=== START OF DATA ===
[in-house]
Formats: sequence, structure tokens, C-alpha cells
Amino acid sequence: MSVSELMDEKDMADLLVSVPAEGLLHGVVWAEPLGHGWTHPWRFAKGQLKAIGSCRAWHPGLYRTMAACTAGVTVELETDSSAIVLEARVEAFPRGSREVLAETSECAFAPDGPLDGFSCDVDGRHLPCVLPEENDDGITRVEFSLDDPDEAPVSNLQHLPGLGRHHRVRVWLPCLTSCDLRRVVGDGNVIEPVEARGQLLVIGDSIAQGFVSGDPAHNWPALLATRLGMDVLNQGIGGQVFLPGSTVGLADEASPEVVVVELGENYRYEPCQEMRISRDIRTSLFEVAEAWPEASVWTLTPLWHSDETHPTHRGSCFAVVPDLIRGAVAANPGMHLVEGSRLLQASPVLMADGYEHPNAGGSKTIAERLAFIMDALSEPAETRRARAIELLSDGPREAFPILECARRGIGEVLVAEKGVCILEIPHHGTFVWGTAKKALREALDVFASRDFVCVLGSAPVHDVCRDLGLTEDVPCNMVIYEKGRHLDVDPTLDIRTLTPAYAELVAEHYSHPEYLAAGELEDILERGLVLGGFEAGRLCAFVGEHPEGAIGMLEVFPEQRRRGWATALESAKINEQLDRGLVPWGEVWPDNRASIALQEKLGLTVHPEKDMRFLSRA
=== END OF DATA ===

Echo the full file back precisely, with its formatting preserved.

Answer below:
[in-house]
Formats: sequence, structure tokens, C-alpha cells
Amino acid sequence: MSVSELMDEKDMADLLVSVPAEGLLHGVVWAEPLGHGWTHPWRFAKGQLKAIGSCRAWHPGLYRTMAACTAGVTVELETDSSAIVLEARVEAFPRGSREVLAETSECAFAPDGPLDGFSCDVDGRHLPCVLPEENDDGITRVEFSLDDPDEAPVSNLQHLPGLGRHHRVRVWLPCLTSCDLRRVVGDGNVIEPVEARGQLLVIGDSIAQGFVSGDPAHNWPALLATRLGMDVLNQGIGGQVFLPGSTVGLADEASPEVVVVELGENYRYEPCQEMRISRDIRTSLFEVAEAWPEASVWTLTPLWHSDETHPTHRGSCFAVVPDLIRGAVAANPGMHLVEGSRLLQASPVLMADGYEHPNAGGSKTIAERLAFIMDALSEPAETRRARAIELLSDGPREAFPILECARRGIGEVLVAEKGVCILEIPHHGTFVWGTAKKALREALDVFASRDFVCVLGSAPVHDVCRDLGLTEDVPCNMVIYEKGRHLDVDPTLDIRTLTPAYAELVAEHYSHPEYLAAGELEDILERGLVLGGFEAGRLCAFVGEHPEGAIGMLEVFPEQRRRGWATALESAKINEQLDRGLVPWGEVWPDNRASIALQEKLGLTVHPEKDMRFLSRA